Q:  Describe your most emotional or pivotable moment with IMW.  A:   See Yuriel story above! The student concerts are always emotional for me because I get to witness THE MOMENT when band members make the connection between their hard work and the wave of joy and appreciation that the audience sends their way. You can see it on their faces like a flip of the switch, which is why we have a lightbulb for our logo.IMW drums

Q:  Besides music, what role does IMW play in the life of the student/the community at large?  A: We’re present in the lives of our students. families and community beyond music. For instance, instructors and staff have attended school functions and life events to support our students and families. Perhaps it’s a happy event like school garden planting on a Saturday morning or something with more gravitas…Just last week three Intonation staff went to a funeral of the grandpa of two IMW students.

Q:  Who is your mentor/hero/role model?  A:  Lou Rosenblum and Robert Lebby, both camp directors at the camp I attended for so many years are role models to me.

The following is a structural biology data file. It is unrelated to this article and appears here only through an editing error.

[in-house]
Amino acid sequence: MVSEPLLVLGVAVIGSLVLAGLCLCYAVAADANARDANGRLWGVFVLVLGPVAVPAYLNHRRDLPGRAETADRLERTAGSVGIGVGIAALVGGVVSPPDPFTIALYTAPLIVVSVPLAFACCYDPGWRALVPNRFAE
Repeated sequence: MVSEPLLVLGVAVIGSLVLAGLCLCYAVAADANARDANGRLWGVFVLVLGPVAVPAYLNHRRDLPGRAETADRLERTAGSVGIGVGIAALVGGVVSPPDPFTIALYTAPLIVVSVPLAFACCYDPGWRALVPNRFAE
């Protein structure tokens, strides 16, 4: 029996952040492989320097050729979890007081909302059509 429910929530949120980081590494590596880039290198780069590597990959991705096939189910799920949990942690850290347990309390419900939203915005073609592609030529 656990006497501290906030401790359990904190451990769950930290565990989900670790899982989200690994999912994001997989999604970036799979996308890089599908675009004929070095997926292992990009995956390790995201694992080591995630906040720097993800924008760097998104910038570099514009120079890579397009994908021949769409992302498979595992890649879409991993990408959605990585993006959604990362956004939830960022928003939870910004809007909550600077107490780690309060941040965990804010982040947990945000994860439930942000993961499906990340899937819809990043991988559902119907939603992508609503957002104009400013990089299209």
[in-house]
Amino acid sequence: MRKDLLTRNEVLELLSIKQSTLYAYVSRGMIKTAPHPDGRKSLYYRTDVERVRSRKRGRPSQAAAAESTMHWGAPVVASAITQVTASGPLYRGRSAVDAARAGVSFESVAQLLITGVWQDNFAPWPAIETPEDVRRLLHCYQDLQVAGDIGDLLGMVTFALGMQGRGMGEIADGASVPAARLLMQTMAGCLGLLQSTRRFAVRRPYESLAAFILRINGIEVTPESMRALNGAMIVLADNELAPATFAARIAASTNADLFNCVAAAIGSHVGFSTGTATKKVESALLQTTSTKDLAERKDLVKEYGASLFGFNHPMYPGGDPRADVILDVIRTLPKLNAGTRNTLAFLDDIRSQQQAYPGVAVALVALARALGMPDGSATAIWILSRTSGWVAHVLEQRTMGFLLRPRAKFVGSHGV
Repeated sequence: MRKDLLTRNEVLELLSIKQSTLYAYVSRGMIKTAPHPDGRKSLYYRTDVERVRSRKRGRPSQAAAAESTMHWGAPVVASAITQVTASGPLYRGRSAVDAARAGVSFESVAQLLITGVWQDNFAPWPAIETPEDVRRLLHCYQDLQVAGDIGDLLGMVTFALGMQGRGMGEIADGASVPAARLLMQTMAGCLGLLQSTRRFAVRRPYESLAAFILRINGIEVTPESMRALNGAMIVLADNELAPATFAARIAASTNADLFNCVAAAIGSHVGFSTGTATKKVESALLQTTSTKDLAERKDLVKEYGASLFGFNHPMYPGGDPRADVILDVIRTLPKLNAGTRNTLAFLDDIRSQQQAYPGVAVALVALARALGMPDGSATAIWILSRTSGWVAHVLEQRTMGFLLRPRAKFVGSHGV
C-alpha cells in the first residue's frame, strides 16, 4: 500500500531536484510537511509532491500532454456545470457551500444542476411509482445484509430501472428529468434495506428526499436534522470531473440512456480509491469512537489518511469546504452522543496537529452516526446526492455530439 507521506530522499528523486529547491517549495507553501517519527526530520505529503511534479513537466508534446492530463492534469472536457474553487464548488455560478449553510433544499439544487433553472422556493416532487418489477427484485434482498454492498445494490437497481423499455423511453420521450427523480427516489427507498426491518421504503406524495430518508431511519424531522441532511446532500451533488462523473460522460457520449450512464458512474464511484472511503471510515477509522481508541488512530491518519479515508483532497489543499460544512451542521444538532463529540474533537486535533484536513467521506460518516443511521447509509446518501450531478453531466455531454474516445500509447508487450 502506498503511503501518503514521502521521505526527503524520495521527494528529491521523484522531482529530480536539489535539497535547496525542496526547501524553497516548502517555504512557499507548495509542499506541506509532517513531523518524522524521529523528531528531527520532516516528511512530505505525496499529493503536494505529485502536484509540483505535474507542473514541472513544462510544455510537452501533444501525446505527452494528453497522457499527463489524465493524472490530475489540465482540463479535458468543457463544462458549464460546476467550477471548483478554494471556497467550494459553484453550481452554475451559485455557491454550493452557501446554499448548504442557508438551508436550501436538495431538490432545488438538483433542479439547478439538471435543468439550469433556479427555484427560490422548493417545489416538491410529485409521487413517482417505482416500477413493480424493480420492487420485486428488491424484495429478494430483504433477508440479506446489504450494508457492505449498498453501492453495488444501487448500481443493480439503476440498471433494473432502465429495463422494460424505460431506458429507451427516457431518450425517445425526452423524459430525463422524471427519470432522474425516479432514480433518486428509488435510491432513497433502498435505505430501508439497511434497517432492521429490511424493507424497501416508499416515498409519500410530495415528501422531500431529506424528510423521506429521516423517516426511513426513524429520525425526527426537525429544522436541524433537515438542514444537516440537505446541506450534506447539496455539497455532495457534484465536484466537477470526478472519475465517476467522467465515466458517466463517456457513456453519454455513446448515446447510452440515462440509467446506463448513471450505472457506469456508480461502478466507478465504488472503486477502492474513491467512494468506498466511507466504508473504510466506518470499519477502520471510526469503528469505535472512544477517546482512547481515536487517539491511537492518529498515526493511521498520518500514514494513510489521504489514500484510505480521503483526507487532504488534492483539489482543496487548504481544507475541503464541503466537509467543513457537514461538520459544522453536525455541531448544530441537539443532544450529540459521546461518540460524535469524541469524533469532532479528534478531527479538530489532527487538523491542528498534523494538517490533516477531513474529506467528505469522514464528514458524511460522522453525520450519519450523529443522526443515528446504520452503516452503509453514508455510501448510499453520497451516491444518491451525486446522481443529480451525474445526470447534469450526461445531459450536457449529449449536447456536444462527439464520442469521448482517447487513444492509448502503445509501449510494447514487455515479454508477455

Q:  Who has been your biggest champion/cheerleader for this endeavor?  A: The band Wilco both as a group and through individual members have been incredibly supportive and generous in supporting Intonation. They have volunteered their personal time to work with our students, but have also raised well over $100,000 through auction items for our annual gala.

Q:  What is your ultimate goal for IMW?  Have you met your goal?  A:  My ultimate goal for Intonation is for it to become a self-perpetuating musical resource for children across Chicago and perhaps someday the nation…for it to  live on to serve generations of kids when I’m gone. We’re working towards that and time will tell!

Q:  Do you have any concerns/regrets about the program or your mission?  A: Mission drift and chasing opportunity have been real and recurring challenges as Intonation has grown. It requires vigilance and fortitude to sometimes say no to a program opportunity to benefit the long game. Though they’ve worked out by and large, looking back there are a few decisions on this front that I’d change, and it’s a lesson I’m still learning every day. We’re blessed with a supremely talented and dedicated board and staff, so I do also think about insuring Intonation’s longevity when we’re gone, which requires lots of planning.

IMW teamwork10590497_10152223675271437_9044047117406152529_n